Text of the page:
Various artists and sculptors were commissioned for site specific installations. Ellsworth Kelly, made a curtain consisting of 12 colored strips, entitled Spectrum VIII for the auditorium. Olafur Eliasson’s installation was titled Inside the Horizon and was made of 43 prism shaped yellow columns illuminated from within that were the sentry of a walkway.

Jean-Marie Appriou Lips and ears, 2018

Henri Matisse Nu bleu aux bas verts, 1952

Yves Klein 1928-1962 France Anthropometrie sans titre (ANT 104), 1960

“While musicians perform the Symphonie monoton-silence, which the artist composed, nude models cover themselves with Yves Klein’s Blue – IKB). They are then directed by the artist towards a surface that they imbue with colour, using their bodies as “living brushes”, and producing “Anthropometries”.

In ANT 104, the prints overlap each other, making it impossible to distinguish the bodies. These paintings are both performances and an echo of gestural abstraction. Yves Klein profoundly changed the relationship between painting and the body, space and colour.” FLV

Maurizio Cattelan Spermini, 1997

Maurizio Cattelan La ballata di Trotski, 1996

Mark Leckey Felix the Cat, 2013

FLV is open 6 days a week, closed on Tuesday and has a full ever-changing schedule of artistic and cultural events throughout the year. FLV is accessible to all ages with walking tours, family tours, hands on art workshops and smartphone apps which are designed to make culture and art a Fondation in everyone’s life at any age.

Even the menu at FLV is artistic at “Le Frank” restaurant. Under the direction of Michelin star chef, “Le Frank” is encompassed by light which inspires the menu of Chef Jean-Loius Nomicos. Featuring a flavorful menu of French-Inspired cuisine, complemented by international dishes for visitors throughout the world, Chef Nomicos seeks to create dishes that appeal to the palate as well as the senses.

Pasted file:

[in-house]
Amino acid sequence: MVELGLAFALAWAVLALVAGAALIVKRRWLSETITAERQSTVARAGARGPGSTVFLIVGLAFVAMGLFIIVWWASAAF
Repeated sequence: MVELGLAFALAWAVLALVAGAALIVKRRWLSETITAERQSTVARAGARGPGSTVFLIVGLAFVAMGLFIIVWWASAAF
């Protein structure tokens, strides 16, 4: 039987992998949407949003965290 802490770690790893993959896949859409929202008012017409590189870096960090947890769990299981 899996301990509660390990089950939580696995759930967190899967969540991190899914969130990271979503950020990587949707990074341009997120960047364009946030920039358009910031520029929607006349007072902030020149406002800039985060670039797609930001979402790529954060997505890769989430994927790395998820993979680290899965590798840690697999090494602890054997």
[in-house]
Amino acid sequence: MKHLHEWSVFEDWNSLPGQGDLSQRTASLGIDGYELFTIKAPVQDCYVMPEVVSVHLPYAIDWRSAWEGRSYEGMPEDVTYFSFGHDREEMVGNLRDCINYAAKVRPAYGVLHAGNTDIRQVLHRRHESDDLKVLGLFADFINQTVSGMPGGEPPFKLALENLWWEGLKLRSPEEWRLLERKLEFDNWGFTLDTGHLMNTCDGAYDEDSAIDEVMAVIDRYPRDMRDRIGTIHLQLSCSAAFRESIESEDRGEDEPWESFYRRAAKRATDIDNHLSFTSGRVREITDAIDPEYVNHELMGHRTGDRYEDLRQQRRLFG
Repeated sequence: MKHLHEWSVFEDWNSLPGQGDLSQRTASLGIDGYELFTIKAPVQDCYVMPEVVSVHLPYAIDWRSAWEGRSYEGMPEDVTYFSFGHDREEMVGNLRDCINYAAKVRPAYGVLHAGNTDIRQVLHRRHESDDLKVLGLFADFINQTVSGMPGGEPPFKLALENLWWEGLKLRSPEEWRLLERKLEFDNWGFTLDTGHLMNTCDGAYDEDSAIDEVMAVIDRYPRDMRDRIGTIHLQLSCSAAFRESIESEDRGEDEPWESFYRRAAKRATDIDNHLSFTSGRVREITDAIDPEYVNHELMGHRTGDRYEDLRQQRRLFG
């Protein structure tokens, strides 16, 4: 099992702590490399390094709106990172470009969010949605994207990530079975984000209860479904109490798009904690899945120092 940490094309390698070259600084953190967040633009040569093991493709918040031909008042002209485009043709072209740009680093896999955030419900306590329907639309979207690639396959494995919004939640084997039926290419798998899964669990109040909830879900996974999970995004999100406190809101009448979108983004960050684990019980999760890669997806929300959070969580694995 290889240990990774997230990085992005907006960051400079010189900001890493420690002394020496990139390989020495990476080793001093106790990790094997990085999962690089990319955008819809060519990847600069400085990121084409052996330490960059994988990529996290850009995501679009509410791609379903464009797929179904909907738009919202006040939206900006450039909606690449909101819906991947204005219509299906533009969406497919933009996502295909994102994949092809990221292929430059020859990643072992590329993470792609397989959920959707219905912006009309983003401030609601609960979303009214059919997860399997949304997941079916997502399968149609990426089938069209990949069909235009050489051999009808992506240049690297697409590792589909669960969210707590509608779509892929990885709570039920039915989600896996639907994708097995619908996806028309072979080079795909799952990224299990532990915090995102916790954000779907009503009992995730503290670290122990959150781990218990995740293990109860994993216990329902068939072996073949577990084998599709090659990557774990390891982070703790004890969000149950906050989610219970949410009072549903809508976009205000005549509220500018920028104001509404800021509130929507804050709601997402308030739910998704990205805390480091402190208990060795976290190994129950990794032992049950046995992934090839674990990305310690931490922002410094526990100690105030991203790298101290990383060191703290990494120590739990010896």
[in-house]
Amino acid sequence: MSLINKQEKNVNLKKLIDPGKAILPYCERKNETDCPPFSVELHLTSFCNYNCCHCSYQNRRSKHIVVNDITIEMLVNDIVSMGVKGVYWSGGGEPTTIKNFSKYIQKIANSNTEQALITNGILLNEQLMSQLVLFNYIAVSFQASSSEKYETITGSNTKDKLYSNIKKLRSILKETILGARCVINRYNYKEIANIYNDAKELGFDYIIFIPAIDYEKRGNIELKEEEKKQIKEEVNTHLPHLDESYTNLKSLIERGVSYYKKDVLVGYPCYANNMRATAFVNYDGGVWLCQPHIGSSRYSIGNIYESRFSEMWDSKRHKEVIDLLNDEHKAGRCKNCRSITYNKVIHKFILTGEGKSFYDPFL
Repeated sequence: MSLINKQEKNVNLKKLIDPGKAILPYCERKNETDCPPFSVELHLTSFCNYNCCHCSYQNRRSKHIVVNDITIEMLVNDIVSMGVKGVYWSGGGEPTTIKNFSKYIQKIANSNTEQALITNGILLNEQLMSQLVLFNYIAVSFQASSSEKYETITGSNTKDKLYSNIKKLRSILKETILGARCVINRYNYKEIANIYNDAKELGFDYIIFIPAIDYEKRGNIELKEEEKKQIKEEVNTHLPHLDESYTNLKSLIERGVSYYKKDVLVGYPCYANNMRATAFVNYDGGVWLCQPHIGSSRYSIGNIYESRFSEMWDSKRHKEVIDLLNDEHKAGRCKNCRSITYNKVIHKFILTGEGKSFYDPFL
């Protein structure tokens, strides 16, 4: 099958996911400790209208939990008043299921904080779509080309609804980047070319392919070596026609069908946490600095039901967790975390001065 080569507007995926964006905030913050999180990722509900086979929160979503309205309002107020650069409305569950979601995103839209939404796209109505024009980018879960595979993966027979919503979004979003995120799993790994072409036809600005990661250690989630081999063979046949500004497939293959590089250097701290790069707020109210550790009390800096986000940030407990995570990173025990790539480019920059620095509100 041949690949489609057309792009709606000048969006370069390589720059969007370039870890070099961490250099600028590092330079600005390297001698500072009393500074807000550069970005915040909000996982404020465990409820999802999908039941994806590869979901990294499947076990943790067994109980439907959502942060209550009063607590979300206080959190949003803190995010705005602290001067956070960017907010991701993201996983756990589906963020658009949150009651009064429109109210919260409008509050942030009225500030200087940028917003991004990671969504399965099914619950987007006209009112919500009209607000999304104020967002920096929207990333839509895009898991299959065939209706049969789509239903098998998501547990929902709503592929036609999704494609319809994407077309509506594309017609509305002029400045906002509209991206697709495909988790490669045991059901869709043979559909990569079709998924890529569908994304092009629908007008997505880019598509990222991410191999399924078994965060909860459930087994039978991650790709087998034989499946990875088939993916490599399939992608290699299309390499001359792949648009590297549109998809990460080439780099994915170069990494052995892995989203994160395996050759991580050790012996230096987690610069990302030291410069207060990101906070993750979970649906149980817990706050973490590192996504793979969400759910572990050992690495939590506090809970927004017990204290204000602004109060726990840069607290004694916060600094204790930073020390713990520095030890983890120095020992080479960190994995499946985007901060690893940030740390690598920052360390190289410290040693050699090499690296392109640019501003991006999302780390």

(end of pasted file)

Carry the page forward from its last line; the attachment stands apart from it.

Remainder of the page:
As are the exhibits at FLV, the menu is an ever-changing presentation of culinary delights. Frank Gehry fish hang from the expansive glass ceilings of the restaurant space as you enjoy the menus of the day. Day time menus highlight the reinterpretations of flavors while breakfast, lunch, afternoon snack, aperitifs are served for all, including children’s menus. During the day, Chef Nomicos might offer jambon-beurre sandwich, a classic blanquette-style stew or dishes inspired by Asia or Italy.

Afternoon delights at "Le Frank" include cold dishes, pastries and ice cream; enticing, addictive and creative items from a classic French repertoire. As twilight changes the mood and atmosphere of the restaurant, it is time for Champagne hour, complemented by sweet and savory treats.

Friday and Saturday Night, the restaurant stays open late with themed based cuisine that may focus on a flavor or the complimentary colors of the food. Anything is possible in the restaurant that turns food into an artistic cultural event.

Story by Daniel Dachille and Laine Page

Some photos courtesy of FLV